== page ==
Scholarly Communication, Libraries, Digital Publishing, Digital Humanities, Open Access
…Debates in the Digital Humanities. Minneapolis: University of Minnesota Press, 2012.
This collection of essays presents perspectives on the debates that have surrounded the recent emergence of the digital humanities as an academic discipline. Among the issues addressed by over thirty prominent digital humanities scholars are the struggles to define the field; the relationship of DH to theory; the prospects for new forms of scholarship and new models of scholarly communication; the past, present, and future directions of DH; the status of pedagogy within the field; the range of possible cultural approaches to DH; the methodologies that define DH inquiry; and the institutional ramifications of DH.
An interactive, open-access, social edition of the text, created by the GC Digital Scholarship Lab in partnership with the University of Minnesota Press, was released in January 2013: http://dhdebates.gc.cuny.e…
Digital humanities, digital pedagogy, networked rhetoric, scholarly communication, 19th century American literature
Higher education reform, digital humanities, scholarly communication, contemporary French literature, comparative literature
early American literature, archives, maps and exploration narratives, environmental humanities, scholarly communication, geography, travel literature, digital humanities
Erika Suffern is head of book publications in the MLA’s office of scholarly communication. Formerly, she was associate director at the Renaissance Society of America and managing editor of Renaissance Quarterly.
…Assistant Director of Scholarly Communication and Digital Projects…
I am interested in how various iterations of “openness”—including OA publishing models, open educational models, and open peer review, as well as open and transparent scholarly practices—might help foster a more inclusive, equitable, and community-oriented academy. I am co-PI on the Mellon-funded HumetricsHSS initiative, an investigation into the viability of a values-based framework for indicating excellence, and a founding editor of The Idealis, an overlay journal promoting the best in open-access scholarly communication. I serve on the editorial board of the Journal of Librarianship and Scholarly Communication and the organizing committee of the Force11 Scholarly Communication Institute.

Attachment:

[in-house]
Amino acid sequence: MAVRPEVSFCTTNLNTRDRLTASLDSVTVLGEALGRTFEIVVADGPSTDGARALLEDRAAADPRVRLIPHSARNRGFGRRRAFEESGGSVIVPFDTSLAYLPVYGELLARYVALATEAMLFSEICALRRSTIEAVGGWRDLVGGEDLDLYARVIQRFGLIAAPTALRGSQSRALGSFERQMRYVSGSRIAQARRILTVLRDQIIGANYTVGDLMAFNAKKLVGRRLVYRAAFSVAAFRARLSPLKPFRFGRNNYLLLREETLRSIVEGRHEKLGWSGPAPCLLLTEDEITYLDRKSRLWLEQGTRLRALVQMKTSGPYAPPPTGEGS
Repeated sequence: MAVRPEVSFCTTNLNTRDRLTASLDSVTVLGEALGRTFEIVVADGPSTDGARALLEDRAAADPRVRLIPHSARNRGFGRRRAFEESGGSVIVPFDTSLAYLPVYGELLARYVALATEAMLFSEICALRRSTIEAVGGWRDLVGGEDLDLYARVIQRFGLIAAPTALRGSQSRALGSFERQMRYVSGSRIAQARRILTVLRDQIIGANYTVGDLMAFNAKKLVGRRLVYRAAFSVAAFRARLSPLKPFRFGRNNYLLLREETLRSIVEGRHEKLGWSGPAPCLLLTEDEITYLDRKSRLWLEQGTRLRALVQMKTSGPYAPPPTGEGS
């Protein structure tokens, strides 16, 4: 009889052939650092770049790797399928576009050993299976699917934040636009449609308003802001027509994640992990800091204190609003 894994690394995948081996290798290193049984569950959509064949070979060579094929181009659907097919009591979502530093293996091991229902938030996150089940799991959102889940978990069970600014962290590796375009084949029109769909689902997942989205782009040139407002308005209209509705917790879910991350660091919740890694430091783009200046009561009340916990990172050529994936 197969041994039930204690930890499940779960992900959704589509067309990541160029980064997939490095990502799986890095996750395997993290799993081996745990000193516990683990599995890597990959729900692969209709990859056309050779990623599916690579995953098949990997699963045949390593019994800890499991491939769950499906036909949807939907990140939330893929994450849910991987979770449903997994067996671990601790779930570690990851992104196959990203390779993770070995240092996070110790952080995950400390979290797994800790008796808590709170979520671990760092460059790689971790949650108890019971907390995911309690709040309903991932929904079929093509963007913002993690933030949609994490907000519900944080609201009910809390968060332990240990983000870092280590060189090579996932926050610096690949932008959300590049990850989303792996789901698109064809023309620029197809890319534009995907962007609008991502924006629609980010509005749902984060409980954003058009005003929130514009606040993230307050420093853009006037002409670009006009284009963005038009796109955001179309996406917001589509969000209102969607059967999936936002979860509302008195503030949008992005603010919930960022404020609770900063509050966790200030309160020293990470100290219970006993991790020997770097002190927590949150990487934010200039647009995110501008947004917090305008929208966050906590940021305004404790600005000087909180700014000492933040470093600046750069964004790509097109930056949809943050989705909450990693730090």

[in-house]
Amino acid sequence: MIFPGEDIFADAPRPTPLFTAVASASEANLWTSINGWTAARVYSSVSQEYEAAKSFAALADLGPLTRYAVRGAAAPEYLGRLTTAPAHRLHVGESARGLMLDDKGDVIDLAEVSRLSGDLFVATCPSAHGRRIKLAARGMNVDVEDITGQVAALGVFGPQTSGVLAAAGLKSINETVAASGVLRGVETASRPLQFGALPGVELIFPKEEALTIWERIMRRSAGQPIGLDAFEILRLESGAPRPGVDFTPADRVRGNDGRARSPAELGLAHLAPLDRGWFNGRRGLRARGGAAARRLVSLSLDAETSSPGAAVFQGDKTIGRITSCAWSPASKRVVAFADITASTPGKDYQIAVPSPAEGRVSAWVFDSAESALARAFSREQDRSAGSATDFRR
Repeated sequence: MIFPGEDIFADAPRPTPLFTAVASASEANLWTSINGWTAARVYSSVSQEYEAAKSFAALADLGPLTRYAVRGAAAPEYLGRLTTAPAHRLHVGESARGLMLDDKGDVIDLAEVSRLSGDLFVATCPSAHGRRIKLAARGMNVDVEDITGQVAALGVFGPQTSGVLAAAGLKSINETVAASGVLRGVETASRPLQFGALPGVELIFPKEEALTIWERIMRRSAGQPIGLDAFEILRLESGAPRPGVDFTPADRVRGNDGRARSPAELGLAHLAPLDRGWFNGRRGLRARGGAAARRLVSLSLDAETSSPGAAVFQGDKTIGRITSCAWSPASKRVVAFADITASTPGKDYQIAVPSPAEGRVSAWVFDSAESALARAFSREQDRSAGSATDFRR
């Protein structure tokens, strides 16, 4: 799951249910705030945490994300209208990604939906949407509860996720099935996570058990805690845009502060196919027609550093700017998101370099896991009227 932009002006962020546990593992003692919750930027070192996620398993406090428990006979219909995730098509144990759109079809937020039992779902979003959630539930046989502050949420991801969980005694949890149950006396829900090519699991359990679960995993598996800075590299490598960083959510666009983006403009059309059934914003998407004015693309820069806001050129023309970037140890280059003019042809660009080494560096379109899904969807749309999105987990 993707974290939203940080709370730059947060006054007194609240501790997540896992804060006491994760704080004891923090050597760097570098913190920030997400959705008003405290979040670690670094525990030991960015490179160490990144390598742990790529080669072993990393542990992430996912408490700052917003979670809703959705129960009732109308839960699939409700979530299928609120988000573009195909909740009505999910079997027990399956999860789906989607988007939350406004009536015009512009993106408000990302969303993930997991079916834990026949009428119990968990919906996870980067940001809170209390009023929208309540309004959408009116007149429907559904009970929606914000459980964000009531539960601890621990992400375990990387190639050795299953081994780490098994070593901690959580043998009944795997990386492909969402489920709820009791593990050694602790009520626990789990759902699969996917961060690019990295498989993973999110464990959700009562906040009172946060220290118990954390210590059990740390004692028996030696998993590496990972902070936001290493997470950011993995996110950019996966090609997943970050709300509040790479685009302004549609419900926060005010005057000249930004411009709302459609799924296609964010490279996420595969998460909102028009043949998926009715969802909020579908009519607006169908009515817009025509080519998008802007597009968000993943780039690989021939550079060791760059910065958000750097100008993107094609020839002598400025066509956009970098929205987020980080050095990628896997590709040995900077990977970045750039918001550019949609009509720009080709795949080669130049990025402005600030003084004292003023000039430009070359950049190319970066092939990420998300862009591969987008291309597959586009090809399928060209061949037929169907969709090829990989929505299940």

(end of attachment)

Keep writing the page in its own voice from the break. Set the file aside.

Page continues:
Distinguished University Professor and Chair of English, Widener University Editor, The Space Between: Literature and Culture, 1914–1945 Modernism, Narrative, Narrative Theory, Life Writing, Gender, Sexuality, Women’s Studies, Mentoring, Pedagogy, Scholarly Communication / Publishing
…Director of Scholarly Communication…
I am interested in words and the people that shape them. My work involves scholarly communication, editorial practice, and writing pedagogy. My background is in medieval literature and history, with a focus on fictional representations of the multifaceted crime of abduction in Middle English literature and concepts of personal and political consent formation in premodern England.
I am project manager for digital initiatives (including Humanities Commons) at the Modern Language Association. Previously, I was a Council on Library and Information Resources (CLIR) Postdoctoral Fellow at Emory University, a position that was shared between the Stuart A. Rose Manuscript, Archives & Rare Book Library and the Emory Center for Digital Scholarship. I am a member of the Journal for Interactive Technology & Pedagogy editorial collective. In addition to my work in digital scholarship and scholarly communication, I research networks of black internationalist and antifascist writers in the 1930s.
Kathleen Fitzpatrick is Director of Digital Humanities and Professor of English at Michigan State University. Prior to assuming this role in 2017, she served as Associate Executive Director and Director of Scholarly Communication of the Modern Language Association. She is author of Generous Thinking: The University and the Public Good (Johns Hopkins University Press, 2019), as well as Planned Obsolescence: Publishing, Technology, and the Future of the Academy (NYU Press, 2011) and The Anxiety of Obsolescence: The American Novel in the Age of Television (Vanderbilt University Press, 2006). She is project director of Humanities Commons, an open-access, open-source network serving more than 17,000 scholars and practitioners in the humanities.